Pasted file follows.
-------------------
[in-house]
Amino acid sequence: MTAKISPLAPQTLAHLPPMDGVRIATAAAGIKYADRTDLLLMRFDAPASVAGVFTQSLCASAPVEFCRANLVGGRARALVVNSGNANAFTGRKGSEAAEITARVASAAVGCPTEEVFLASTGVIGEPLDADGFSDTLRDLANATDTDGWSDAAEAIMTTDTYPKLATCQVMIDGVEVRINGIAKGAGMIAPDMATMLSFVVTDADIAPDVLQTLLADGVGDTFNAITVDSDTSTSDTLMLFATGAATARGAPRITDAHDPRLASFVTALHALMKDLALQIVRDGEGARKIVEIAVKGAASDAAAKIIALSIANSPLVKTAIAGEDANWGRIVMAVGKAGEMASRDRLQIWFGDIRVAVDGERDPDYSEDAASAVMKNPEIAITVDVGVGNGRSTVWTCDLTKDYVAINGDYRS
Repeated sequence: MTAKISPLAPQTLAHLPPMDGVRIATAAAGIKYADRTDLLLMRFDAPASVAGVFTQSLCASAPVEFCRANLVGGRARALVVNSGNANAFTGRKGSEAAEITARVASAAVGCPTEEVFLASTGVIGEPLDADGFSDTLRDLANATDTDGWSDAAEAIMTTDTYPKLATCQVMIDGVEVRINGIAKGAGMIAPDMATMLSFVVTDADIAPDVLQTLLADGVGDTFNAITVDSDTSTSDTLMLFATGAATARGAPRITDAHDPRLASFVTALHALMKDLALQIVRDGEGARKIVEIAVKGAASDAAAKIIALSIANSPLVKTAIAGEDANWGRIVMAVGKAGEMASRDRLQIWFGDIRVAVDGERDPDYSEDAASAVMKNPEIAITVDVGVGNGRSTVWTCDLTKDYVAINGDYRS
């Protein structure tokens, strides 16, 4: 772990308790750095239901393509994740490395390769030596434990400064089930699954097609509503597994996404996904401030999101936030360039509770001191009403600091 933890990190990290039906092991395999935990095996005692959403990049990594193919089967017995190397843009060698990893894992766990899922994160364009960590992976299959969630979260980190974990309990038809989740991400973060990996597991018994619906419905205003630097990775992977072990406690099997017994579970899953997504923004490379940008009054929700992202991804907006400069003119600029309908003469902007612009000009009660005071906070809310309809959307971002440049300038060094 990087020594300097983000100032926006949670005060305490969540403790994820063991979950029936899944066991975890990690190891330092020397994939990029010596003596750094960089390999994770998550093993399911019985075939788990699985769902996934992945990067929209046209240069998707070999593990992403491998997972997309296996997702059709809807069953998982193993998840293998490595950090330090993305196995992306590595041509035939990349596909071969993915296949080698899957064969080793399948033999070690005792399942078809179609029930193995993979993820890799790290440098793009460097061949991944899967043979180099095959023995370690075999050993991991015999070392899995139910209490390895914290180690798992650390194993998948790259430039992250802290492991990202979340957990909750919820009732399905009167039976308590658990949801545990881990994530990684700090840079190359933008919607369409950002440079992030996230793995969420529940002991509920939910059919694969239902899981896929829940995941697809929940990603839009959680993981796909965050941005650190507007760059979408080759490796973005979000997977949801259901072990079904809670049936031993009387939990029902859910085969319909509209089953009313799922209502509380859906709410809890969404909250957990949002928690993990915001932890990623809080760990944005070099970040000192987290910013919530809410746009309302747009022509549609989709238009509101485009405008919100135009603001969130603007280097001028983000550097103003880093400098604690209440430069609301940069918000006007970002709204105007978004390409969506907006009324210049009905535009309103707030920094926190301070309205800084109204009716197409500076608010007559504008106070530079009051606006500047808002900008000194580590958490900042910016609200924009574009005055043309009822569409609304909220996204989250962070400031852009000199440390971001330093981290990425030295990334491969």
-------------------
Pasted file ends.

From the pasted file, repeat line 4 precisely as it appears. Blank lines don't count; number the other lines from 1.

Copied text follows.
């Protein structure tokens, strides 16, 4: 772990308790750095239901393509994740490395390769030596434990400064089930699954097609509503597994996404996904401030999101936030360039509770001191009403600091 933890990190990290039906092991395999935990095996005692959403990049990594193919089967017995190397843009060698990893894992766990899922994160364009960590992976299959969630979260980190974990309990038809989740991400973060990996597991018994619906419905205003630097990775992977072990406690099997017994579970899953997504923004490379940008009054929700992202991804907006400069003119600029309908003469902007612009000009009660005071906070809310309809959307971002440049300038060094 990087020594300097983000100032926006949670005060305490969540403790994820063991979950029936899944066991975890990690190891330092020397994939990029010596003596750094960089390999994770998550093993399911019985075939788990699985769902996934992945990067929209046209240069998707070999593990992403491998997972997309296996997702059709809807069953998982193993998840293998490595950090330090993305196995992306590595041509035939990349596909071969993915296949080698899957064969080793399948033999070690005792399942078809179609029930193995993979993820890799790290440098793009460097061949991944899967043979180099095959023995370690075999050993991991015999070392899995139910209490390895914290180690798992650390194993998948790259430039992250802290492991990202979340957990909750919820009732399905009167039976308590658990949801545990881990994530990684700090840079190359933008919607369409950002440079992030996230793995969420529940002991509920939910059919694969239902899981896929829940995941697809929940990603839009959680993981796909965050941005650190507007760059979408080759490796973005979000997977949801259901072990079904809670049936031993009387939990029902859910085969319909509209089953009313799922209502509380859906709410809890969404909250957990949002928690993990915001932890990623809080760990944005070099970040000192987290910013919530809410746009309302747009022509549609989709238009509101485009405008919100135009603001969130603007280097001028983000550097103003880093400098604690209440430069609301940069918000006007970002709204105007978004390409969506907006009324210049009905535009309103707030920094926190301070309205800084109204009716197409500076608010007559504008106070530079009051606006500047808002900008000194580590958490900042910016609200924009574009005055043309009822569409609304909220996204989250962070400031852009000199440390971001330093981290990425030295990334491969």